Traverse City

Cherry Trees Bloom on Union Street, Traverse City

While I do love traveling to remote and/or exotic places, I am not beyond enjoying the delights found closer to home. Case in point: Traverse City, Michigan. It’s just two states over, and yet I never managed to get there until last year. Now, I’ve visited two years in a row, just returning about a week ago from my most recent foray. It’s an incredibly beautiful area, with verdant national forests, lush vineyards and orchards, and rolling hills, all surrounded by beautiful beaches and the sparkling waters of Lake Michigan. It also happens to be a world-class foodie destination. Good combination, I think.

Traverse City faces the water and is nestled at the base of two hilly, green peninsulas, the Leelenau and the Mission Peninsulas. When I speak of Traverse City, I am referring to this entire, sprawling area of woods, water, and wineries, not just of the city itself. However, the city’s downtown area is incredibly charming, streets lined with wonderful old buildings, all housing great shops and dandy eateries. Cherry trees decorate the sidewalks, so you can always tell whether the cherries in the surrounding orchards are in bloom or getting ready to pick. And that’s a big deal here. Traverse City and environs is the cherry capital of the United States, producing around 75% of the nation’s tart and sweet cherries.

The cherry orchards are not alone. There are loads of apple orchards and miles of vineyards. In fact, when you get to town, you can pick up a “Wine Trail” map that will guide you to all the area’s wineries. Brys Estate, Chateau Chantal, and Black Star are notable, but they’re all fun, offering everything from excellent versions of traditional wines to yummy dessert wines that take advantage of the local cherry crop. (And while you’re at Black Star, check out their cheese, too. Their aged raclette is an award-winner.)

Tandem Cider

While winding along the peninsulas visiting wineries, you might also want to stop at Tandem Cider. It’s a bit off the main road, in a stunningly bucolic valley nestled between forest-covered hills—almost worth it just for the scenery. I sought out Tandem because I have a great love of good cider. Expressing interest in the ciders brought an explosion of enthusiasm from the owner, with books being dragged out, an animated discussion of trying the different versions (sweet, dry, still, sparkling, English style, French style) — and, of course, plenty of tasting.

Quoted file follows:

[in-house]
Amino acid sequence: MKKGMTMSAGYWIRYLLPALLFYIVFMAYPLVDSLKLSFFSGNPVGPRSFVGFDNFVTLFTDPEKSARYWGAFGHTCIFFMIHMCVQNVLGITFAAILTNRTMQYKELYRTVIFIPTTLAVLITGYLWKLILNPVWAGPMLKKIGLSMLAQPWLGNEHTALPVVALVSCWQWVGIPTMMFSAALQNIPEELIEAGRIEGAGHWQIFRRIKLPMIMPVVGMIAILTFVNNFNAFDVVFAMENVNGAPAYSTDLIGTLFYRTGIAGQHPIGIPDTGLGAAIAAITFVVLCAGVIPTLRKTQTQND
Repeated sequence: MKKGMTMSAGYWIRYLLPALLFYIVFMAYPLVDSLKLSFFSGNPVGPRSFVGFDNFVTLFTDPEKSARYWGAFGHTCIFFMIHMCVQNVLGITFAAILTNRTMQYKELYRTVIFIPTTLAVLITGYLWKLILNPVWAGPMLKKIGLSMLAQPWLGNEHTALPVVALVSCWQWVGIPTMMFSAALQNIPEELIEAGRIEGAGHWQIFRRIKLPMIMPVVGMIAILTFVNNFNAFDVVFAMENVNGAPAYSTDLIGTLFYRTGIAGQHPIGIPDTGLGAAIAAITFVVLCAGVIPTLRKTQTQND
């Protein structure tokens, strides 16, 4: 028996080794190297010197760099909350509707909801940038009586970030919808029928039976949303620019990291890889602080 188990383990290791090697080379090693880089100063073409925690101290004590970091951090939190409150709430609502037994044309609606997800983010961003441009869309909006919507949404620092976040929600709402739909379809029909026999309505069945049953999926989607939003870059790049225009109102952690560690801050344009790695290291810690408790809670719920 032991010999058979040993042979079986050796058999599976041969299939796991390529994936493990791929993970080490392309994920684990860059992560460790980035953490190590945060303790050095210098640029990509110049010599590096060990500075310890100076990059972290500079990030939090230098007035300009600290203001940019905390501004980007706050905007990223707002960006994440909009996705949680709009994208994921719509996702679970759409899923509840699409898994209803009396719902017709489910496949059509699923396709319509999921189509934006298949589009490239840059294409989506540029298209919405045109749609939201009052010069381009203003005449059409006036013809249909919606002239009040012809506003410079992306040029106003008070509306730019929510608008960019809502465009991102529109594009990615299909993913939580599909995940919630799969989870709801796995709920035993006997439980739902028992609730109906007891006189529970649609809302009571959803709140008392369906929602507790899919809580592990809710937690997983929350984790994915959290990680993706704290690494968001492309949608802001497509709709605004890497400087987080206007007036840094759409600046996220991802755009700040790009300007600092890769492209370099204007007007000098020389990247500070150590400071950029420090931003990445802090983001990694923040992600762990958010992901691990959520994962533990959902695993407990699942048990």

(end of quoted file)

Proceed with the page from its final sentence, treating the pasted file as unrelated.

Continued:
Probably the best restaurant in TC is The Boathouse, up on the Mission Peninsula. Happily, since it was May while I was there, it was the middle of morel season, and the morel bisque at The Boathouse was to die for. Of course, the lobster Benedict and tempura asparagus weren’t bad, either. (It was also asparagus season, and the weekend before the local asparagus festival.)

If you’d prefer a picnic, the Old Mission General Store, an antique building dating back to the early settlement of this region, has a surprisingly sophisticated selection. The store is packed with antiques, as well, but they also have a very nice little selection of cheese (including a wonderful 10-year-old cheddar) and sausages, the usual chips and things, a decent wine selection, and a number of hot items, from homemade soups to Michigan pasties, a state specialty introduced long ago by Cornish miners.

The Blue Bird on the Leelenau Peninsula offers splendid preparations of locally caught fish, juicy fried clams, and good burgers. After you dine there, stroll down the block to Fish Town. Fish Town is a wonderfully preserved cluster of old fisheries. While most of the ancient buildings have been transformed into shops selling everything from cheese to gifts, Carlson’s is still a fully operational fishery. The generations-old fish shop offers fresh and smoked fish, and the smoked whitefish paté is not to be missed.

Fish Town

Other foodie destinations on the Leelanau include the Cherry Republic, a complex of buildings that features dozens upon dozens of products made from cherries, including cherry salsa, cherry jam, dried cherries, and chocolate-covered cherries. The Grocer’s Daughter Chocolates offers lovingly hand-made artisanal chocolates that use all natural ingredients—and the meltingly luxurious honey-based caramels are astonishing. My other “must visit” spot here is Pleva’s Meats, an artisanal butcher and sausage maker, where the toothsome offerings include such astonishing delights as smoked bratwurst with cherries and pecans.

Actually, the Grocer’s Daughter Chocolates is just one of your chocolate options in the Traverse City area. There is, in fact, a deep-seated chocolate culture here—a fact not missed by Jacques Torres, who, when he decided to open a chocolate shop outside of New York City, picked downtown TC.

You don’t want to miss Moomer’s, just outside TC. It’s an ice cream shop right on the dairy farm. There are lots of flavors of rich ice cream from which to choose, but you should probably include at least one scoop of Cherries Moobilee, a vanilla ice cream packed with cherries and chunks of chocolate.

Water and Trees Are Everywhere

There’s more to this area than food and wine. There are towering sand dunes to climb and long forest trails to explore. There are several old lighthouses and a surprising range of museums. There is art and culture and antiques and shopping. In the summer, there is boating and swimming, and snowmobiling and cross-country skiing are big in the winter. But the thing for which this area is becoming most widely noted is the delights of the table—and that’s all right with me.

If you’re thinking of going, the Traverse City Visitor’s Bureau has a dandy site that can help you plan your visit.


1 Comment

Filed under Food, Geography, Travel

One response to “Traverse City

  1. Pingback: More of Michigan | Midwest Maize

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